When the fallout from the Enron scandal first heightened the scrutiny on corporate accounting, few observers realized that private-company CFOs were feeling the heat too. Indeed, private-company finance chiefs have publicly said that preparing financial statements to satisfy the needs of lenders and investors has become more costly and complex since the Enron debacle raised the price tag of preparing financial reports under generally accepted accounting principles (GAAP).
Whether the cost and complexity issue is addressed sooner — or later — is still not clear, says Judith O’Dell, the newly appointed chairman of the Committee on Private Company Financial Reporting. But her committee, born in 2005 as a task force under the American Institute of Certified Public Accountants, aims to figure out whether new and current accounting standards should differ for private companies.
“In a sense, we’re deciding once and for all to either keep discussing this topic or put it to bed,” Daniel Noll, AICPA’s director of accounting standards, told CFO.com. The 13-member board will act independently of its co-sponsors, the AICPA and the Financial Accounting Standards Board, and periodically present its recommendations to FASB, which will hand down final decisions.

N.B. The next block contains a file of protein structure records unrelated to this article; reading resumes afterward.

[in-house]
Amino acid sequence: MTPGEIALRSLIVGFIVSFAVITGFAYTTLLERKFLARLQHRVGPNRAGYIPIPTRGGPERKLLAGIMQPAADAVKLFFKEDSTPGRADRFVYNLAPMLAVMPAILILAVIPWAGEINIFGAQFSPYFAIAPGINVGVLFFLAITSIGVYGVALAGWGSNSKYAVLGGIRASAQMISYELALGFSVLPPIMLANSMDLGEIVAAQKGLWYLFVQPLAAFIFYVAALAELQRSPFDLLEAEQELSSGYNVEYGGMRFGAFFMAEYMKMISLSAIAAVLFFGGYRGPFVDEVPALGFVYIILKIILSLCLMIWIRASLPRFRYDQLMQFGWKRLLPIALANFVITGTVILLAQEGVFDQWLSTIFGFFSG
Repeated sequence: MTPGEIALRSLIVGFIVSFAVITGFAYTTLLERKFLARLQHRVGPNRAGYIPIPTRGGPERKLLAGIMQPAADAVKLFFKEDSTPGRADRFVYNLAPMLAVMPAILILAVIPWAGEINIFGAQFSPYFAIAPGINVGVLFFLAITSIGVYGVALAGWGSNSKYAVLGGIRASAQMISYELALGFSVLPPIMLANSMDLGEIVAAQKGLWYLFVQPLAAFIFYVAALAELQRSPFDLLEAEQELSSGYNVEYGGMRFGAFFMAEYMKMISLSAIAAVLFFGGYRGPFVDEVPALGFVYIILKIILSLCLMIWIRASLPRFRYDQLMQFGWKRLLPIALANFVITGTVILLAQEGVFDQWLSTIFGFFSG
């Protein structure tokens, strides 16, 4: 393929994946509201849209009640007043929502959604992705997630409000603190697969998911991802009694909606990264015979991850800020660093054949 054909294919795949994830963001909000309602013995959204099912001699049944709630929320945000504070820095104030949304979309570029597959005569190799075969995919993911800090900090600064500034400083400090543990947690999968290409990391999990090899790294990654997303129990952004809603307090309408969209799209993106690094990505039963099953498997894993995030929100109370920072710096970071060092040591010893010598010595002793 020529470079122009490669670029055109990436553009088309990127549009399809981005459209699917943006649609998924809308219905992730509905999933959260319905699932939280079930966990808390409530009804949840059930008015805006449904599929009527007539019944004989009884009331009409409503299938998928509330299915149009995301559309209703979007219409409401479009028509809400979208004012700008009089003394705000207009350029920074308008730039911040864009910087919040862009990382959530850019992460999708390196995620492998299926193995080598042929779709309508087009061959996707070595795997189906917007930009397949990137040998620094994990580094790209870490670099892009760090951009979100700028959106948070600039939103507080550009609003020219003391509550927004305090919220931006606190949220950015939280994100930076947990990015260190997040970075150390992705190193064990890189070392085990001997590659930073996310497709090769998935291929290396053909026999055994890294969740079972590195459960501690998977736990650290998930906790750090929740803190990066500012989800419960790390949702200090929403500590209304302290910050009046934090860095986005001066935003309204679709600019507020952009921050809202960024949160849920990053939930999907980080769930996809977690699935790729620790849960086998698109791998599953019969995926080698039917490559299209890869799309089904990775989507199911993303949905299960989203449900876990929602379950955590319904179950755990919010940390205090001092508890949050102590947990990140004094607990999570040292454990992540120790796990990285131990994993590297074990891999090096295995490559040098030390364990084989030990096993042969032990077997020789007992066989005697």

Both the AICPA and FASB have said they don’t want to spawn a miniaturized version of GAAP. “The objective of the change is not to create a separate, new set of GAAP requirements for private companies,” they said in an invitation for comment. Instead, they have a more modest goal: FASB should get better input from a private-company perspective when it sets standards.
Still, at this early stage, it is difficult to tell which committee recommendations will rise to the top of the priority pile, contends O’Dell, who has served on AICPA’s board and worked with FASB’s overseer, the Financial Accounting Foundation. To be sure, during the next two months, she will work to recruit 12 other committee members. “I don’t want to preset the agenda for them; this is something that we will take up at our first meeting as we try to prioritize,” she told CFO.com. “I think we’ll see what’s coming down the pipeline and see how that will affect the private-company constituency.”
Nevertheless, O’Dell points out that while working as an accounting practitioner, certain issues caught her eye; namely, how private companies should account for variable-interest entities (called special-purpose entities before Enron’s collapse), as well as share-based compensation expenses. For example, she recalls situations in which the banks lending to private companies preferred that corporate borrowers avoid consolidating VIEs onto the parent company’s financial statements. Currently, some companies consolidate VIEs under FASB’s FIN No. 46, Consolidation of Variable Interest Entities.
Regarding shared-based compensation, O’Dell points out that nonpublic companies don’t use the same metrics as public companies to measure share value. Absent publicly traded stocks, and the attendant market, private companies have to hire a consultant to annually value their shares, and generally don’t have a consistent metric to follow.